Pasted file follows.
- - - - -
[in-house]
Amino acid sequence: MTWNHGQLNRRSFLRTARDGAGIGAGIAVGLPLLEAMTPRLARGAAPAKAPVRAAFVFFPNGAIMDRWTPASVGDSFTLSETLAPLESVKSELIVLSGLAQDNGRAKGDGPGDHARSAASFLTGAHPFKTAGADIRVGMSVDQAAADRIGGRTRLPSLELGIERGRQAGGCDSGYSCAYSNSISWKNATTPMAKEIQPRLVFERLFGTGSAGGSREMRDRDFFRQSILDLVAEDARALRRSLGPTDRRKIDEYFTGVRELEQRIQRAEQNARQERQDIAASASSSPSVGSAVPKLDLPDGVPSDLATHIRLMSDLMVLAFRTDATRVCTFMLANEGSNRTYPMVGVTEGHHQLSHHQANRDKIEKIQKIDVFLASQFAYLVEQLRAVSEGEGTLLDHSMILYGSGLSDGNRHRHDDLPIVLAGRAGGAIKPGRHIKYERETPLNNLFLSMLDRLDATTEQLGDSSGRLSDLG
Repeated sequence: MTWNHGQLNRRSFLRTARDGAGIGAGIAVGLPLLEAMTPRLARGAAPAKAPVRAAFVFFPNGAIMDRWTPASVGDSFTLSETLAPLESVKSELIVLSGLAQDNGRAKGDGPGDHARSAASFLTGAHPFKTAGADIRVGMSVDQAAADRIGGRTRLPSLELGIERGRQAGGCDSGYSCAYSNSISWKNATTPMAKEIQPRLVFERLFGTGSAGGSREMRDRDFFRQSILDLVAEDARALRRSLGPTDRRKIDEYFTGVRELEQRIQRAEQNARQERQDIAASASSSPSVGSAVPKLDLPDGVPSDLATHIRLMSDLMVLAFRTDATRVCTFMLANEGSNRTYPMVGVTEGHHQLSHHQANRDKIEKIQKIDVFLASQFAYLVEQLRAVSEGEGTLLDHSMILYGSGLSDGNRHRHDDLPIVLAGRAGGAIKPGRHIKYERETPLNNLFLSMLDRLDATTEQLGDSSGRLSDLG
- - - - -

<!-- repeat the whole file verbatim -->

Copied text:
[in-house]
Amino acid sequence: MTWNHGQLNRRSFLRTARDGAGIGAGIAVGLPLLEAMTPRLARGAAPAKAPVRAAFVFFPNGAIMDRWTPASVGDSFTLSETLAPLESVKSELIVLSGLAQDNGRAKGDGPGDHARSAASFLTGAHPFKTAGADIRVGMSVDQAAADRIGGRTRLPSLELGIERGRQAGGCDSGYSCAYSNSISWKNATTPMAKEIQPRLVFERLFGTGSAGGSREMRDRDFFRQSILDLVAEDARALRRSLGPTDRRKIDEYFTGVRELEQRIQRAEQNARQERQDIAASASSSPSVGSAVPKLDLPDGVPSDLATHIRLMSDLMVLAFRTDATRVCTFMLANEGSNRTYPMVGVTEGHHQLSHHQANRDKIEKIQKIDVFLASQFAYLVEQLRAVSEGEGTLLDHSMILYGSGLSDGNRHRHDDLPIVLAGRAGGAIKPGRHIKYERETPLNNLFLSMLDRLDATTEQLGDSSGRLSDLG
Repeated sequence: MTWNHGQLNRRSFLRTARDGAGIGAGIAVGLPLLEAMTPRLARGAAPAKAPVRAAFVFFPNGAIMDRWTPASVGDSFTLSETLAPLESVKSELIVLSGLAQDNGRAKGDGPGDHARSAASFLTGAHPFKTAGADIRVGMSVDQAAADRIGGRTRLPSLELGIERGRQAGGCDSGYSCAYSNSISWKNATTPMAKEIQPRLVFERLFGTGSAGGSREMRDRDFFRQSILDLVAEDARALRRSLGPTDRRKIDEYFTGVRELEQRIQRAEQNARQERQDIAASASSSPSVGSAVPKLDLPDGVPSDLATHIRLMSDLMVLAFRTDATRVCTFMLANEGSNRTYPMVGVTEGHHQLSHHQANRDKIEKIQKIDVFLASQFAYLVEQLRAVSEGEGTLLDHSMILYGSGLSDGNRHRHDDLPIVLAGRAGGAIKPGRHIKYERETPLNNLFLSMLDRLDATTEQLGDSSGRLSDLG